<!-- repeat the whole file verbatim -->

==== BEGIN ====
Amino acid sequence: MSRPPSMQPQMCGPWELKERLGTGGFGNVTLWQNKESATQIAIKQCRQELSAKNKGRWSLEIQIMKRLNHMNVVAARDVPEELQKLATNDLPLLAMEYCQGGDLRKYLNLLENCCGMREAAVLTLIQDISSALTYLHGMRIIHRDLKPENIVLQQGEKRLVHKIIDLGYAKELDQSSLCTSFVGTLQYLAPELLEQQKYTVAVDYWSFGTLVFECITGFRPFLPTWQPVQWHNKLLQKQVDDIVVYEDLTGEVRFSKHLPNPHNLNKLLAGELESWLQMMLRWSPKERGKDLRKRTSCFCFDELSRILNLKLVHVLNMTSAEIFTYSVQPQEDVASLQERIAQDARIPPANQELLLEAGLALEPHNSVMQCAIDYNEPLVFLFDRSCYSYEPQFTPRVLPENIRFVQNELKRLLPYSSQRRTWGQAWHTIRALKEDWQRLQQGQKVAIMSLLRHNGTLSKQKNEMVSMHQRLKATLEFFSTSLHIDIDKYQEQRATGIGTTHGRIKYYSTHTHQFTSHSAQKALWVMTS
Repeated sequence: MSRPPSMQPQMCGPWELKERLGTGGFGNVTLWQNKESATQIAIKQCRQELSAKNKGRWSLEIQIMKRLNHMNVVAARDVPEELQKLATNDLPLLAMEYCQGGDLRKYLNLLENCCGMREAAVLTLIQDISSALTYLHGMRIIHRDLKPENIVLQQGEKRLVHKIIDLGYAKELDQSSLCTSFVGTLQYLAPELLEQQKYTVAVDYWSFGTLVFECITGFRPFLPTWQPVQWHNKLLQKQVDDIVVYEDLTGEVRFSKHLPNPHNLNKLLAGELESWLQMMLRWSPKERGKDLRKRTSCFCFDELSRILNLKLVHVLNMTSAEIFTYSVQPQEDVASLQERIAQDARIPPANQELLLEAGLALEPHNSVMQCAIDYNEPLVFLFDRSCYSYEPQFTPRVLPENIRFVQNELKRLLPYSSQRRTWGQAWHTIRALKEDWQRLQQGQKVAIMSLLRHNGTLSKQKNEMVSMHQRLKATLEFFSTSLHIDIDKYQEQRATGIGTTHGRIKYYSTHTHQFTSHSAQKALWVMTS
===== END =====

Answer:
Amino acid sequence: MSRPPSMQPQMCGPWELKERLGTGGFGNVTLWQNKESATQIAIKQCRQELSAKNKGRWSLEIQIMKRLNHMNVVAARDVPEELQKLATNDLPLLAMEYCQGGDLRKYLNLLENCCGMREAAVLTLIQDISSALTYLHGMRIIHRDLKPENIVLQQGEKRLVHKIIDLGYAKELDQSSLCTSFVGTLQYLAPELLEQQKYTVAVDYWSFGTLVFECITGFRPFLPTWQPVQWHNKLLQKQVDDIVVYEDLTGEVRFSKHLPNPHNLNKLLAGELESWLQMMLRWSPKERGKDLRKRTSCFCFDELSRILNLKLVHVLNMTSAEIFTYSVQPQEDVASLQERIAQDARIPPANQELLLEAGLALEPHNSVMQCAIDYNEPLVFLFDRSCYSYEPQFTPRVLPENIRFVQNELKRLLPYSSQRRTWGQAWHTIRALKEDWQRLQQGQKVAIMSLLRHNGTLSKQKNEMVSMHQRLKATLEFFSTSLHIDIDKYQEQRATGIGTTHGRIKYYSTHTHQFTSHSAQKALWVMTS
Repeated sequence: MSRPPSMQPQMCGPWELKERLGTGGFGNVTLWQNKESATQIAIKQCRQELSAKNKGRWSLEIQIMKRLNHMNVVAARDVPEELQKLATNDLPLLAMEYCQGGDLRKYLNLLENCCGMREAAVLTLIQDISSALTYLHGMRIIHRDLKPENIVLQQGEKRLVHKIIDLGYAKELDQSSLCTSFVGTLQYLAPELLEQQKYTVAVDYWSFGTLVFECITGFRPFLPTWQPVQWHNKLLQKQVDDIVVYEDLTGEVRFSKHLPNPHNLNKLLAGELESWLQMMLRWSPKERGKDLRKRTSCFCFDELSRILNLKLVHVLNMTSAEIFTYSVQPQEDVASLQERIAQDARIPPANQELLLEAGLALEPHNSVMQCAIDYNEPLVFLFDRSCYSYEPQFTPRVLPENIRFVQNELKRLLPYSSQRRTWGQAWHTIRALKEDWQRLQQGQKVAIMSLLRHNGTLSKQKNEMVSMHQRLKATLEFFSTSLHIDIDKYQEQRATGIGTTHGRIKYYSTHTHQFTSHSAQKALWVMTS